Yom Kippur War
Yom Kippur War Flash 90

A conference was held today (Tuesday) in the Golan Heights to right an historical wrong and to tell the story of the 9th Brigade and its battles against the Syrian forces in the Yom Kippur War.

Arutz Sheva spoke with those who over the years worked to bring back to the Israeli consciousness the story of the brigade's battles that were almost left forgotten and undocumented, the military historian Aryeh Yitzhaki.

"The conference is dedicated to the battles of the 9th Brigade in the Yom Kippur War, the brigade that conducted the decisive battle that in effect broke the Syrian force and brought about its withdrawal to beyond the line and took the war back to the Syrian Bashan," Yitzhaki says.

"Everyone heard that in the Golan, the glorious 7th Brigade of regulars under the command of Janusz Ben-Gal decided the war, and the commander of the fighting, Maj. Gen. Avigdor Kahalani. That's nice and indeed Janusz and Kahalani were undoubtedly heroes and managed the Battle of the Valley of Tears, but the 9th Brigade was forgotten.It was an old brigade with old Sherman tanks that had been rebuilt from the World War and the fighters were about forty years old.

"The decisive day in the Golan Heights battles was on October 9. The Battle of the Valley of Tears was fought by the 7th Brigade in the north, and the reserve battalions fought in the center, while the central battle was in the garrison of Hoshenia. Hoshenia is an abandoned Circassian town located at a strategic junction in the center of the Golan. A division of armor and a force from another division, the 5th division, along with units of the 40th mechanized brigade and remnants of armored divisions that all gathered in the area of Hoshenia, with their headquarters situated in East Hoshenia, near today's Aloni Bashan.

"On 9th October, the 9th Brigade attacked a force that included about 600 tanks that were divided in all directions, mainly westward. The attacking force was 9th Brigade, a mechanized reserve brigade that included the old Sherman Battalion.These forty tanks attacked this huge Syrian defender, which also included additional forces, armored infantry, and anti-tank missiles. The attack started when the additional forces attacked first.Then brigade commander Motke Ben Porat sent the armored Sherman battalion, whose battalion commander was killed on a mine, but after a few hours' battle they decided to storm the Syrian compound.The person who led the attack was an amazing armored officer named Yehuda Arazi from Ein Horesh. He was deputy commander of the Shermans and who had nine tanks; he flanked the Syrian compound, in the vicinity of the present-day settlement of Keshet, and attacked them from the rear with three tanks covering while six stormed. When they reached the line they saw before them a massive array of tanks and cannons and a huge arsenal of weapons. The soldiers said we needed to retreat and Arazi said there was no option of withdrawing, we storm into life or death.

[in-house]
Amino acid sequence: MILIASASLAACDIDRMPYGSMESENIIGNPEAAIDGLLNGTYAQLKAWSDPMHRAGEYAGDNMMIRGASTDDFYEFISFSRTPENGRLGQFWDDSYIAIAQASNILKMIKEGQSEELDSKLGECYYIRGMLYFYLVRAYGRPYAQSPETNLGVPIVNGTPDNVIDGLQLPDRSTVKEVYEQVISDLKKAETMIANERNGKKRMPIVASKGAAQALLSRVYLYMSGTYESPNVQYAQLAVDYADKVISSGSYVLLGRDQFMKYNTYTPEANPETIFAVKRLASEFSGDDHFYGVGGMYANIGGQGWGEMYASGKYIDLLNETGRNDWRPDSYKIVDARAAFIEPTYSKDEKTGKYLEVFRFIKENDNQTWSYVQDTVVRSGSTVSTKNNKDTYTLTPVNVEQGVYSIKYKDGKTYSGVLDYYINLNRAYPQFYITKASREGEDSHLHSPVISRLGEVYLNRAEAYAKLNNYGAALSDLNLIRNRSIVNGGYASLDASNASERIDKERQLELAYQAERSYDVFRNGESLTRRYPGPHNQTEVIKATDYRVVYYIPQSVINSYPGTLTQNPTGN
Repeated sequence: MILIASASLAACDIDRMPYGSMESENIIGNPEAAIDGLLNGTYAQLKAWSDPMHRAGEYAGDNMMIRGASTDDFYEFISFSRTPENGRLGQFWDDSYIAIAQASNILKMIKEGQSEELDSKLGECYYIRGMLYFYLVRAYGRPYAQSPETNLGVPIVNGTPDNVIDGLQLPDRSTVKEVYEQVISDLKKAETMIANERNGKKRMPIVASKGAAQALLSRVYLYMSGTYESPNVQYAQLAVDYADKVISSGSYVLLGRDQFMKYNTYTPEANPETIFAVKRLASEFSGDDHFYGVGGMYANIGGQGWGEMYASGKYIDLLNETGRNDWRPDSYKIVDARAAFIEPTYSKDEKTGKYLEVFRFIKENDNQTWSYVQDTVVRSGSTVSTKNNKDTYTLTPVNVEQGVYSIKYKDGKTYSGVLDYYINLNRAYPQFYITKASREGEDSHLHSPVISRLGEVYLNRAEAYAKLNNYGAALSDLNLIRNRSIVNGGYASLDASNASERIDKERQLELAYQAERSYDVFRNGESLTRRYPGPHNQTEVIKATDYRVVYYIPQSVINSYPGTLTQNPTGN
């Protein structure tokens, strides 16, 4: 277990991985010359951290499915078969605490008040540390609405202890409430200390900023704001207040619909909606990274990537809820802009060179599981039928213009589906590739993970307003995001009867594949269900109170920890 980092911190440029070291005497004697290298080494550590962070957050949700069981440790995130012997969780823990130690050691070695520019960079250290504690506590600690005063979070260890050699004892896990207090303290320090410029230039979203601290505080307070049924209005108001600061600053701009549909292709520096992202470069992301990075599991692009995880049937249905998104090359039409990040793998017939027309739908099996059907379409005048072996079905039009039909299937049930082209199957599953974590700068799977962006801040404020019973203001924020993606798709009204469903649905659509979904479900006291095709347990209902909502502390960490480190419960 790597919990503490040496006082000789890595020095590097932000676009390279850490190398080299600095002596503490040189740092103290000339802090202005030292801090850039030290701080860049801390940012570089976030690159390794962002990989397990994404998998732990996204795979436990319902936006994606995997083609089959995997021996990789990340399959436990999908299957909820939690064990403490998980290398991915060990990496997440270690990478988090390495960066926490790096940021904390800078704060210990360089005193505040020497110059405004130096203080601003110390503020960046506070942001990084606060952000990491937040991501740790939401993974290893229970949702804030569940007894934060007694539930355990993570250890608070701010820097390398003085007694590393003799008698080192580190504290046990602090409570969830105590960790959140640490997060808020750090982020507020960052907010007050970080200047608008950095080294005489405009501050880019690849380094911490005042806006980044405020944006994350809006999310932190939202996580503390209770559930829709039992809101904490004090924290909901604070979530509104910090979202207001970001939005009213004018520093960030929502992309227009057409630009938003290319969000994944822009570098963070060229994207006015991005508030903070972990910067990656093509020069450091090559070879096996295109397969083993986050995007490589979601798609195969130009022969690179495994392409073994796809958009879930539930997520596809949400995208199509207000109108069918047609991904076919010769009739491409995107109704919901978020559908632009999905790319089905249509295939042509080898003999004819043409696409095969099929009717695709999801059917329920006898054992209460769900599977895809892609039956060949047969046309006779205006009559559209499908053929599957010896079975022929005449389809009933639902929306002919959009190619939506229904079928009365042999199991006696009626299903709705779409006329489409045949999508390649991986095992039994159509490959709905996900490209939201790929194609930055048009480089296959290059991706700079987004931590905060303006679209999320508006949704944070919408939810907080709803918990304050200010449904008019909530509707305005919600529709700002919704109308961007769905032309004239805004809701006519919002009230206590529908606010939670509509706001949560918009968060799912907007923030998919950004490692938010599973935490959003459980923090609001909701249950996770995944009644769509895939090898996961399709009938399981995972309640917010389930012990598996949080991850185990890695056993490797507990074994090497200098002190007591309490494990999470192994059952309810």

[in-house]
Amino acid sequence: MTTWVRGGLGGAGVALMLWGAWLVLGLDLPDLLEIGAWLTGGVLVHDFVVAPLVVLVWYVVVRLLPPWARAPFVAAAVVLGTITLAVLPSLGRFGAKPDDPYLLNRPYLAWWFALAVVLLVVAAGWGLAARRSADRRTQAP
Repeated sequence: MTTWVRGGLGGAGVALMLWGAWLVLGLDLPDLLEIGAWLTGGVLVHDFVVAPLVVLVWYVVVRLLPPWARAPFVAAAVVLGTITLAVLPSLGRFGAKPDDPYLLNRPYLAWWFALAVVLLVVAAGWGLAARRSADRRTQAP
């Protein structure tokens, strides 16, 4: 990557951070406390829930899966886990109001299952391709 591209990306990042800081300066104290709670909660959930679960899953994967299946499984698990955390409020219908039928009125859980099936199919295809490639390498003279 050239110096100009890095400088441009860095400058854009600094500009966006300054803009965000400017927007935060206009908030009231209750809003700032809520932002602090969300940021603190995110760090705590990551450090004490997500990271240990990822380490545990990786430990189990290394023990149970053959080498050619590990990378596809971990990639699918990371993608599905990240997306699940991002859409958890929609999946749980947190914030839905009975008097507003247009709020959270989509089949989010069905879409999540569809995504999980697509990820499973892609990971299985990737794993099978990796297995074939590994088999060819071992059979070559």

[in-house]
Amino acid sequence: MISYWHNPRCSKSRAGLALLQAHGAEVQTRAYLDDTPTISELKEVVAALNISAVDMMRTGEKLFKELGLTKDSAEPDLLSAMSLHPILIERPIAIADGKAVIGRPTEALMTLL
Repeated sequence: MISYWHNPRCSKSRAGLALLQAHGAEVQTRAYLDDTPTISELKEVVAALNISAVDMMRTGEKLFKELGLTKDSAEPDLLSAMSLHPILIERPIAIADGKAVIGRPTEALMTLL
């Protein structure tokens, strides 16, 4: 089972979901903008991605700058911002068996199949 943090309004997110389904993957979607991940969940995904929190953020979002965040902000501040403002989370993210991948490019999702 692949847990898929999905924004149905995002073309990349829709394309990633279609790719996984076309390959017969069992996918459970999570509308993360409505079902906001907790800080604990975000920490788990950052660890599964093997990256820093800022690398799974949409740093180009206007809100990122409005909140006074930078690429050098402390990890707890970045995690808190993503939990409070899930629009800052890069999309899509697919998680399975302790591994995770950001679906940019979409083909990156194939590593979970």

"He charged, and already at the first stage they overran the Syrian artillery, hit trucks full of shells and fuel and the whole Syrian compound turned into a big wall of fire and thousands of Syrian soldiers began a panic flight, and then the additional battalion stormed them. By nightfall the Syrian column collapsed. The problem was that the 9th's tanks were out of ammunition. They entered camp at night and returned to the attack the next morning, and found hundreds of armored personnel carriers, cannons, trucks and tools up in flames, and they continued to the Syrian border."

Yitzhaki goes on to note that such a dramatic event would have become a national tale of heroism in any reasonable country. But for us it was forgotten for a simple reason - all of them were reservists who after the war immediately wanted only to return home, without anyone writing the story for posterity.

On the other hand, one of the brigade, a man named Yehoshua Kahane, wrote a book to be distributed among the brigade's soldiers two years later, but the people of Israel did not receive the book. I published it in the Carta Atlas 29 years ago, and I published the battle in the book 'Following the Warriors,' but the media didn't say anything about it. The guys from the brigade didn't understand that they needed public relations."

Besides the conference that is being held today, "a monument will be erected for the heroes of the brigade, and the field school of Keshet Yehonatan will carry out a war heritage tour and finally do historical justice, even if it comes after 44 years."

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